Just a word on this week's heat spell, while we could have done without it, September heat spikes are quite normal in the Napa Valley. It did put stress on the vines, but at this point they are focusing the little energy they have left to ripen their seeds, not making more sugar. With this upcoming cooler weather and some judicious irrigation the remaining fruit (which is mostly Cabernet Sauvignon) will be refreshed and brix levels should drop slightly. As we are always intensely concerned about our levels of acidity you can bet we will be picking as soon as possible as extended hang times are not our style.
As I write this I'm on a flight up to Oregon to pick our chardonnay and pinot noir. Our next pick in Napa is scheduled for next Wednesday when Oakville Station Cabernet Franc will come in. After that pick is done we'll be out sampling our Cabernet Sauvignon vineyards and setting the dates when they'll be harvested. It really seems that we'll be done in both states by the end of September.
Today and yesterday we’ve been Rhone Rangers as on Wednesday we brought in our first marsanne and rousanne from the David Girard Vineyard in El Dorado. As exciting as that was, today is always a special day for us as we harvested our Crane Vineyard Syrah for what has became a very special wine for us - Corallina Syrah Rosé.
In what as become a rather innocuous wine category as rosé became more popular, I’m very proud that Cornerstone Cellars is known for making a rosé with true character. I’m glad the media agrees with us making Corallina Syrah Rosé the top ranked rosé in Californiahttp://cl.ly/d3uE
The only problem with the 2015 Corallina Syrah Rosé will be there won’t be very much of it. Due to poor fruit set we are looking at about a 40% drop in production. No worries, we’ll be sure our friends get their Corallina first! As always we seek to make Corallina better every year and this will be the first vintage that is 100% barrel fermented. This will make the wine even deeper and more complex. The juice this year is particularly deeply flavored and colored and I expect the 2015 to be a dramatic rosé.
The marsanne and rousanne are part of our new expanded “Wine Dance” series of wines made from classic Rhone Valley varieties. Joining Corallina Syrah Rosé will be this rousanne/marsanne blend, a viognier, a grenache and a mourvedre from El Dorado and an old vine syrah from Mendocino. These are our “Rhone Rangers” and you’ll be introduced to these new releases in 2016. The style is ultra-traditional with no new oak used to maximize the bright, fresh fruit flavors of these wines.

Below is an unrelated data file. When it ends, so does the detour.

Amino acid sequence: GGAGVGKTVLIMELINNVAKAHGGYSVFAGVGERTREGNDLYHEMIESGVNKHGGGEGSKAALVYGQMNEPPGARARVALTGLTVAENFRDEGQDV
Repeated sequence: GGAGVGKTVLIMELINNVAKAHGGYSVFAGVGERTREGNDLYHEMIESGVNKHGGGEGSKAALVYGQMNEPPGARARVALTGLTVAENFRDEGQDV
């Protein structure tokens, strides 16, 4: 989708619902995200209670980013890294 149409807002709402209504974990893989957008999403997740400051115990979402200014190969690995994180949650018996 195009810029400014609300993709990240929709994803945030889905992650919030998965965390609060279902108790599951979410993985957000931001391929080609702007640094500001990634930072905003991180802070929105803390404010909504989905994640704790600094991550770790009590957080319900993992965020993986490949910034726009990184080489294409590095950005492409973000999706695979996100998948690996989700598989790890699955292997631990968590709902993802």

We co-fermented the rousanne and marsanne and the juice had this glorious, rich honeyed character that is sure make an expressive and delicious wine.
Tomorrow will be a very long day. We’re hitting the vineyards at 5:30 a.m. and will be picking two merlot and one cabernet franc site here in the Napa Valley. I’m sure the sun will be down before we get everything in the fermenters.
It was almost cold at 6:30 a.m. when dawn started to break and I considered heading back to my truck to get a jacket. But by 9 a.m. it was already hot. Winemaker Kari Auringer and I were out to sample the fruit in all of our Napa Valley vineyards and to start to pick harvest dates. By 2 p.m as we finished it was pushing 100 degrees.
Some wine regions worry about rain and hail. In the Napa Valley this year we are worried about the heat. It has always been my belief that the problem vintages in the Napa Valley are the hot ones, not the cool ones. This has been a odd year, as they all seem to be these days. We started with a very early bud break due to the warm, nonexistent, winter, which was followed by a cool, damp spell at flowering. This meant an uneven fruit set and a lot of unripe bunches needed to be dropped before veraison completed. This, of course, means a smaller crop for us this vintage. Fortunately, what’s left looks great. Summer itself was mild by Napa Valley standards, but as we approach harvest a serious heat wave is upon us.
The results of our vineyard tour is setting things in motion for what is sure to be a hectic vintage that could even be over before the end of September. Crazy. This Friday we will be bringing in merlot from two vineyards and cabernet franc from another. The Oakville Station Cabernet Franc should follow the middle of next week and cabernet sauvignon looks to be about two weeks out, but who knows with this heat.
This late season heat spike is forecasted to be over by Saturday so our remaining sites will be able to finish ripening in a more civilized environment. Just what we like, letting them coast over the finish line.
Saturday I’m headed up to Oregon to start our chardonnay and pinot noir harvest. Strange as it seems, up to now, Oregon has had more days over 90 degrees than the Napa Valley. Things seem a bit upside down when it comes to the climate these days. I’ll update you on Oregon this weekend.
#96 Cornerstone Cellars, Yountville, Calif., and Gaston, Oregon
Michael Dragutsky and Craig Camp of Cornerstone Cellars believe that there is no better place in the world to grow cabernet sauvignon, cabernet franc, and merlot than the Napa Valley, but that Oregon's Willamette Valley produces better chardonnay and pinot noir than Napa can — so they make wine in both places. (They also produce, among other wines, a Napa Valley syrah rosé called Corallina that has been widely hailed.) Whichever state they're from, Cornerstone’s offerings are forthright and rich — not wines that will sit quietly in the corner.